Whatever happened to inane weather-related remarks? A new survey has shown that pretending to use Mobile phones has, in recent years, become the most common way young people in the developed world cope with socially awkward situations such as uncomfortable silences.
Apparently, feigning use of a mobile phone can be used to alleviate tension in a variety of situations such as, "not knowing what to say to a guy you barely know but happens to be sitting next to you during lunch at work", or "discouraging an acquaintance you don't like from sitting next to you on a bus".
The survey was carried out on roughly 40,000 people aged between 14 and 35 across Europe. It asked its participants questions ranging from "what methods they use with their mobiles in order to lessen the awkwardness of any given social situation" to "on average, how often would you pretend to use a mobile phone to reduce social awkwardness in a day".
Professor of Anthropology at Edinburgh University and the study's co-ordinator, Sid Foley, told of how "many young people, if faced with an uncomfortable silence for example, will pretend to send or receive a text message and then proceed to stare blankly at their phone while their fingers mime the act of pushing buttons".
Foley explained that "in this way, the young person or persons are temporarily relinquished from their intrinsic social duty to make polite conversation. In other words pretending to text buys them time to think of something worthwhile to say.
He went on, "The system is foolproof- if one can't think of anything worthwhile to say, it's so easy just to continue pretending to text. An actual text might take up to 3 minutes to write, so theoretically a person could pretend to use their mobile for this lenght of time without arousing suspicion in the person with whom they are trying to avoid conversation".
Aside from pseudo-texting, some of those surveyed admitted they would even go so far as to pretend they have received an actual call on their mobile in order to reduce social tension.
Foley revealed, "One of the guys on our survey recalled an experience where he was in his house being questioned by police over an alleged rape upon which he pretended to receive a call from his mother and proceeded to ad lib an imaginary conversation about how is father is gravely ill and needs to see him before he dies. That is just one of many ways this survey shows how people can extricate themselves from highly sticky situations by pretending to use their mobile".
The findings are likely to send shockwaves through sociology and anthropology circles where studies into how people cope with social awkwardness by esteemed social scientists such as Geoffrey Meade and Max Weber are still treated as "the primary source of truth" on matters such as these.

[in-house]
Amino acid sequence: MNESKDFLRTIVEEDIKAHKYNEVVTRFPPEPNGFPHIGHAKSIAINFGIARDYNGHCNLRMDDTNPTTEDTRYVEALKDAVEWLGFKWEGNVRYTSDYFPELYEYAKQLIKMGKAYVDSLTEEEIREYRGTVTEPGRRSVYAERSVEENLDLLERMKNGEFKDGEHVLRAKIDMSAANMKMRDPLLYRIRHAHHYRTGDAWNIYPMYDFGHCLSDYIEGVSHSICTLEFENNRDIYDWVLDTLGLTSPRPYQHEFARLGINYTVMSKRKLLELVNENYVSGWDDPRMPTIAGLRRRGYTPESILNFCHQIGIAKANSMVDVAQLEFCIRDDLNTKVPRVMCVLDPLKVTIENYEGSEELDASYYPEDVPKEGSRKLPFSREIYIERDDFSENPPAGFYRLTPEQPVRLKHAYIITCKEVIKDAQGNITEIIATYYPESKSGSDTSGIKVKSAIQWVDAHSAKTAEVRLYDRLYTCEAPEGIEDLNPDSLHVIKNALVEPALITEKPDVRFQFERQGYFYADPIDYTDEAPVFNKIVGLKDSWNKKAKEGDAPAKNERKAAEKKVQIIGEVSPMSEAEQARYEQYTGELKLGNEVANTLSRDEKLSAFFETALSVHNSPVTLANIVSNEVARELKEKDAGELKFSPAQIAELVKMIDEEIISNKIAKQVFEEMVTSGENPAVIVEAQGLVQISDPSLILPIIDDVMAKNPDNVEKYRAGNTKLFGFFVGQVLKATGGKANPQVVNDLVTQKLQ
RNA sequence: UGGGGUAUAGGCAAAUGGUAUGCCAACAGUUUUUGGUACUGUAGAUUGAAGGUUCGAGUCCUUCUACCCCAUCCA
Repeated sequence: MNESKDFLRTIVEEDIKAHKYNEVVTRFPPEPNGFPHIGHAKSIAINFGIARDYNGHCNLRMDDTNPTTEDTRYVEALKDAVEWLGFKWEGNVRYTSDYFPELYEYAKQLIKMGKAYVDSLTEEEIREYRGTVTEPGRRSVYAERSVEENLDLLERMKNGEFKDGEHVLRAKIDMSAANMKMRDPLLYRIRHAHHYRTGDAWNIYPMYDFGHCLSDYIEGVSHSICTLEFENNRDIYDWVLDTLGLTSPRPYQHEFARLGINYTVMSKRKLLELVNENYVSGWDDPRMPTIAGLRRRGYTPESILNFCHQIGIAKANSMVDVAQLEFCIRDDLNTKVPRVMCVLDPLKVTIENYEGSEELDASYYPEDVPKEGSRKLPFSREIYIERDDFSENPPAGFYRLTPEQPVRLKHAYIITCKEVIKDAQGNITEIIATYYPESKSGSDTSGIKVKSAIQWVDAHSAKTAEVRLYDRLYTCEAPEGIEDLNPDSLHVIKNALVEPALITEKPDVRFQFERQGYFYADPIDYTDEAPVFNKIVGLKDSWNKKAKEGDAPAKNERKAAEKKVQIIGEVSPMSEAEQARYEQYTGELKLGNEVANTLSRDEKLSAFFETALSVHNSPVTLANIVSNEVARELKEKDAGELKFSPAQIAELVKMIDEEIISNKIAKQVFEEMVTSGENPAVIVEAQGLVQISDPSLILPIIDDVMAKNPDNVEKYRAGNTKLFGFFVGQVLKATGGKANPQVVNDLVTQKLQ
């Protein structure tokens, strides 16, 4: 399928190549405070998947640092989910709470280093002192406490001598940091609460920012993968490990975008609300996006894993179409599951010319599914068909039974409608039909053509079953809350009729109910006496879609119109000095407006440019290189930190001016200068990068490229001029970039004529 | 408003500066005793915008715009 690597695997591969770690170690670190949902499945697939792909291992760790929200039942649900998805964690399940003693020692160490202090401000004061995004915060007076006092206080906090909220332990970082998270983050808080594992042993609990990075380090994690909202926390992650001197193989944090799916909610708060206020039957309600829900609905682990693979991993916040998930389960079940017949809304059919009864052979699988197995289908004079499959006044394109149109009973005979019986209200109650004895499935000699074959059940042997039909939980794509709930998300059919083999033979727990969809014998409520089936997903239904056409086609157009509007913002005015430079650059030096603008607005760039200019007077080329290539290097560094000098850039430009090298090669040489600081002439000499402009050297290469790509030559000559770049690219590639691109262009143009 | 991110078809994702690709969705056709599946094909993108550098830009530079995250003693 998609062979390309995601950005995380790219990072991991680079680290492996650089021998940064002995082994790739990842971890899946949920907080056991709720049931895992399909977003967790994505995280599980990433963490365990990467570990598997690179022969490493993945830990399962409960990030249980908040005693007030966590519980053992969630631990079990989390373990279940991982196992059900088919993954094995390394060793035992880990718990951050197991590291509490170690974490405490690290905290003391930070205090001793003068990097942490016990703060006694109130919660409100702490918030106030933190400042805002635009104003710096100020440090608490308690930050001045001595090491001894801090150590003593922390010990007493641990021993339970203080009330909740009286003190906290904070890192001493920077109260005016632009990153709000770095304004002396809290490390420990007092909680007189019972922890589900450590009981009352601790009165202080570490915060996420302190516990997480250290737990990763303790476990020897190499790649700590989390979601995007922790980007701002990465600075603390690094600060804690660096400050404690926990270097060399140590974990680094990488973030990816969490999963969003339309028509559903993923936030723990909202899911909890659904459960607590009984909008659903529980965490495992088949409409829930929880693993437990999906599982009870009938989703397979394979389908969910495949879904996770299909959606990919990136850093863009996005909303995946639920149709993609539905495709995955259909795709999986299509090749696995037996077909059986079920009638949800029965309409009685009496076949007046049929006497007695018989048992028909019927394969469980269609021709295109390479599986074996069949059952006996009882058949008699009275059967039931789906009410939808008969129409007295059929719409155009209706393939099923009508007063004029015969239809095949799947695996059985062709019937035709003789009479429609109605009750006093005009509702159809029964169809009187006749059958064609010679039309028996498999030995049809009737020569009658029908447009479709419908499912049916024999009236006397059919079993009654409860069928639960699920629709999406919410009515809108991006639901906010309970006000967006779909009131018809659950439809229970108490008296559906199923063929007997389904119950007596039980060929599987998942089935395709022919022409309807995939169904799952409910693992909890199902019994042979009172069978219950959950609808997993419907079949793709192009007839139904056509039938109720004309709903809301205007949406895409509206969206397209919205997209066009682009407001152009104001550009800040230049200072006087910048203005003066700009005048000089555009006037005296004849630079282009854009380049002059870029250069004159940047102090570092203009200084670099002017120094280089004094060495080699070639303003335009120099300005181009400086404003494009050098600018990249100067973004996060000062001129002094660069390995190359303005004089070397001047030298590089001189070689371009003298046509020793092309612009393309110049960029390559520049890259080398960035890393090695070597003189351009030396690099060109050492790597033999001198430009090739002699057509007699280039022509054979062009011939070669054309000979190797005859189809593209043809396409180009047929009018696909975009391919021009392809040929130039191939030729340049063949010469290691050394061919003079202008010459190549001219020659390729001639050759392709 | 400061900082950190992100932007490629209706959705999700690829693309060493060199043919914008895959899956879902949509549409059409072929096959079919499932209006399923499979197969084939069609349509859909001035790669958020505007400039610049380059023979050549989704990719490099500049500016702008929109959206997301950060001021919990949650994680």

Many critics argue however that because much of this work dates back to the early 20th century, it is inherently flawed and not really relevant in today's technology driven climate.
Fred Buchwald, the contemporary Welsh social commentator agrees saying, "Some dead sociologists would have you believe that the main way people deal with socially awkward situations is forced small talk on the latest Rodgers and Hammerstein or fatuous truisms on Eisenhower's latest address to the nation. It's all very middle brow and outmoded... and really downright irritating. I mean we live in a very different world now".
He went on, "the truth is that today, there are very few verbal methods of alleviating social tension still in widespread use. Of course mindless chatter about inclement or unusually fine weather will always be used to to end many awkward silences particularly among the elderly. Most young people though, reach for the phone. This study is merely added confirmation of an obvious fact".
Will pretending to use mobile phones continue to be the primary means of alleviating social tension as this century transpires? Who can say? Already however, the astromomicaI rise in the popularity of Ipods appear to be challenging its supremacy. As renowned maritime hero, Popeye the Sailorman put it, "Methinks I sees manys a younster with dem white headphones in theirs ears - much rathers spinaksk meself, ke ke ke ke ke".
One caveat - it's still socially unacceptable to begin using an Ipod when attempting to cope with an uncomfortable silence. Sure, you can prevent a conversation from occuring in the first place by listening to an Ipod but how often does one get the opportunity? Unwanted conversations have a nasty habit of springing up from no where.
I'm confident the mobile phones sheer versatily in terms of feigned usagability, therefore, will ensure it stays on top for many a year to come. Funny this article appears to be getting more subjective as it closes. Happy new year!